• Monotype Grotesque: A British type from the 1900s, MT Grotesque's ten very different styles read like a timeline of grots to come - Bell Gothic, Trade Gothic, Helvetica - but none of those match its warmth and character. See it big and you'll get what I mean. Why it's not Helv: Delightfully irregular, a type that shows signs of rough cut metal. Footnote: Arial is based on Monotype Grotesque.
  • Folio: Designed by Konrad F. Bauer and Walter Baum, and released in several weights and widths by the Bauer Type Foundry from 1956 to 1963. Why it's not Helv: Key differences are in a, G, and Q. Warmer and more irregular overall.
  • Venus: Created in the early 1900s, Venus precedes Helvetica by many years. Some sources note that it was designed for German map production. Why it's not Helv: Antique, not modernist. Very idiosyncratic for that vintage hot metal look.
  • ARS Region (2002): A brand new release from a brand new foundry, ARS Type, Region is Helvetica with trademark Shamal oddities. Why it's not Helv: Would be cold and crisp if it weren't for the soft stroke connections on letters like the G, t, and k. A lowercase g that takes FF Meta's lead.
  • Titling Gothic: The newest family on our list is also the most extensive. FB Titling Gothic is an immense series of nearly fifty styles inspired by that century-old favorite ATF Railroad Gothic (see also: Wilma). Why it's not Helv: Every possible width you could need for setting headlines. Antique, American flavor. Very little stroke modulation, even in heavy and wide styles.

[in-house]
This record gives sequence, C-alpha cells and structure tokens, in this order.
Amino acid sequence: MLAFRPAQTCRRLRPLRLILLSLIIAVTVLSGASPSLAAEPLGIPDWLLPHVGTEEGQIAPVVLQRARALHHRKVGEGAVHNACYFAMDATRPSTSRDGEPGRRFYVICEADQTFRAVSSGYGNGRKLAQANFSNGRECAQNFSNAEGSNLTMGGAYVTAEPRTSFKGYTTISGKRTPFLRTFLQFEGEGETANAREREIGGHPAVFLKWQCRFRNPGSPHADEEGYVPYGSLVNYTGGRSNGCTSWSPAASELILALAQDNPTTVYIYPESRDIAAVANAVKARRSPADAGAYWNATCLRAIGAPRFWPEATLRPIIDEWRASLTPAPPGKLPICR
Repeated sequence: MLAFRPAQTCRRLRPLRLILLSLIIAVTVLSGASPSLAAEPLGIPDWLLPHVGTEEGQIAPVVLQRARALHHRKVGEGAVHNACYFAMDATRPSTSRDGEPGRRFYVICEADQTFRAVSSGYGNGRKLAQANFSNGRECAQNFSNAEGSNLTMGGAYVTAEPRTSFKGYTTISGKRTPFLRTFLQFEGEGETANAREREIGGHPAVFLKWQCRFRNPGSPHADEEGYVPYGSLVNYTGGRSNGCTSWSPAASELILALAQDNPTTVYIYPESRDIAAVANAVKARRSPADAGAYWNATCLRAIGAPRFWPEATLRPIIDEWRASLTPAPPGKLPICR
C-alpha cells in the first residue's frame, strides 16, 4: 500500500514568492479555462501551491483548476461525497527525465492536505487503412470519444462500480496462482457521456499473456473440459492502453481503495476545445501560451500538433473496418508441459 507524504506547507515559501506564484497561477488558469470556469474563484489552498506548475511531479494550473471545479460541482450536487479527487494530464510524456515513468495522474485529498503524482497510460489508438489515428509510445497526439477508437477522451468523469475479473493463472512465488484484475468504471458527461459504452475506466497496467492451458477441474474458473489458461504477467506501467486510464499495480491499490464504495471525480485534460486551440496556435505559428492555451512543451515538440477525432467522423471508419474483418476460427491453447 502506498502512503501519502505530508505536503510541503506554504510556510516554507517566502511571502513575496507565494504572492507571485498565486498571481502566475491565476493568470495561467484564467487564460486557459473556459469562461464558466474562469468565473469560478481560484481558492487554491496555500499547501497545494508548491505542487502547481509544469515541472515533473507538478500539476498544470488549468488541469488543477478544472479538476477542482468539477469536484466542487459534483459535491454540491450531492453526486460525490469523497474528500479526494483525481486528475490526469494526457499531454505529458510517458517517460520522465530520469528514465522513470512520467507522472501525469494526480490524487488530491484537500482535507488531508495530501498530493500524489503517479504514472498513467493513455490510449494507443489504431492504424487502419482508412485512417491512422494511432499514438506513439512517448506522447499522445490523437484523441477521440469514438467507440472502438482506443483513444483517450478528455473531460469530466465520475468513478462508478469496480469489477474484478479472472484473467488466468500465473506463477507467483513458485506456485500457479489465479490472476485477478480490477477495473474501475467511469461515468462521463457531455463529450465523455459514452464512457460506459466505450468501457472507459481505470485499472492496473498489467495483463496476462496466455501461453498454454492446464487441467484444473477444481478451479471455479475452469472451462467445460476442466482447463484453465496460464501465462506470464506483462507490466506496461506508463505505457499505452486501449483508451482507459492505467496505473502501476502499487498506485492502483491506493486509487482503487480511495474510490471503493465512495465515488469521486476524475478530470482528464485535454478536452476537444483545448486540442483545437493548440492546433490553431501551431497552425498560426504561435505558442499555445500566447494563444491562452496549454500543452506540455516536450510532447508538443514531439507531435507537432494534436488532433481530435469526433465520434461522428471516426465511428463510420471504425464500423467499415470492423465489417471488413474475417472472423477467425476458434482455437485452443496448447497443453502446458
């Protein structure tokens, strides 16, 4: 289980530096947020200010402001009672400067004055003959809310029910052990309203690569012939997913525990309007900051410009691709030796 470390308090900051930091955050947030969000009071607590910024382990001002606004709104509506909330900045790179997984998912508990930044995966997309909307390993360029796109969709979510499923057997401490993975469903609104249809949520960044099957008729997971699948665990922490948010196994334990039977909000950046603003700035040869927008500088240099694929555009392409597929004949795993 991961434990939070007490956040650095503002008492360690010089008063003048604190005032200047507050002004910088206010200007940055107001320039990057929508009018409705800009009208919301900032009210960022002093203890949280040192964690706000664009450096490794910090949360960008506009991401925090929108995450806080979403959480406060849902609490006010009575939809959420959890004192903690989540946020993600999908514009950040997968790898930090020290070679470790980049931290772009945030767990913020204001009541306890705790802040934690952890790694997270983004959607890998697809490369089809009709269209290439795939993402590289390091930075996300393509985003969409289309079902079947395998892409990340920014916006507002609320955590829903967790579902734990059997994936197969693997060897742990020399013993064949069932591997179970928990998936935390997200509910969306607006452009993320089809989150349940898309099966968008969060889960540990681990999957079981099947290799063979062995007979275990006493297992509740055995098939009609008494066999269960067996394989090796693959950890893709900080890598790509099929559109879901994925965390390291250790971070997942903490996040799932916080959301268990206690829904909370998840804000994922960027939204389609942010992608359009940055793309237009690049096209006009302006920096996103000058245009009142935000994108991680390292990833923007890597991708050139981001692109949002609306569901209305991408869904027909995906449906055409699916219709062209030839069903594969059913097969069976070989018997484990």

• Adesso: French designer Thierry Puyfoulhoux's rounded sans is the furthest from Helvetica on this list, but it's definitely soft and warm while maintaining the basic grotesque lettershapes.

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file name: Phil Martin Heldustry Demi 1978


file name: Bauersche Giesserei Venus Breit Fett


file name: Bauersche Giesserei Venus Breit Fett


file name: Bauersche Giesserei Venus Breit Halbfett


file name: Bauersche Giesserei Venus Breit Halbfett


file name: Bauersche Giesserei Venus Breit Mager


file name: Bauersche Giesserei Venus Dreiviertelfett


file name: Bauersche Giesserei Venus Fett


file name: Bauersche Giesserei Venus Fette Kursiv


file name: Bauersche Giesserei Venus Grotesk


file name: Bauersche Giesserei Venus Magere Kursiv


file name: Bauersche Giesserei Venus Schmal Dreiviertelfett


file name: Bauersche Giesserei Venus Schmal Halbfett


file name: Bauersche Giesserei Venus Schmal Mager


file name: Just Van Rossum F F Schulbuch 1991 1992


file name: Angus R Shamal A R S Region 2002


file name: Angus R Shamal A R S Region 2002b


file name: Angus R Shamal A R S Region 2002c


file name: Angus R Shamal A R S Region 2002d


file name: Max Miedinger Helvetica 1956 Poster by Pablo Marques 2014


file name: Max Miedinger Helvetica Bold 1956 Poster by Ciera Shaver 2014


file name: Frank Hinman Pierpont Grotesque M T Bold Extended 1926 after Berthold Ideal Grotesque


file name: Frank Hinman Pierpont Grotesque M T Extra Condensed 1926 after Berthold Ideal Grotesque


file name: Frank Hinman Pierpont Monotype Grotesque Std Black 1926 after Berthold Ideal Grotesque


file name: Frank Hinman Pierpont Monotype Grotesque Std Black 1926 after Berthold Ideal Grotesqueb


file name: Christian Schwartz Erik Spiekermann F F Bau 2001 2004







Luc Devroye ⦿ School of Computer Science ⦿ McGill University Montreal, Canada H3A 2K6 ⦿ lucdevroye@gmail.com ⦿ http://luc.devroye.org ⦿ http://luc.devroye.org/fonts.html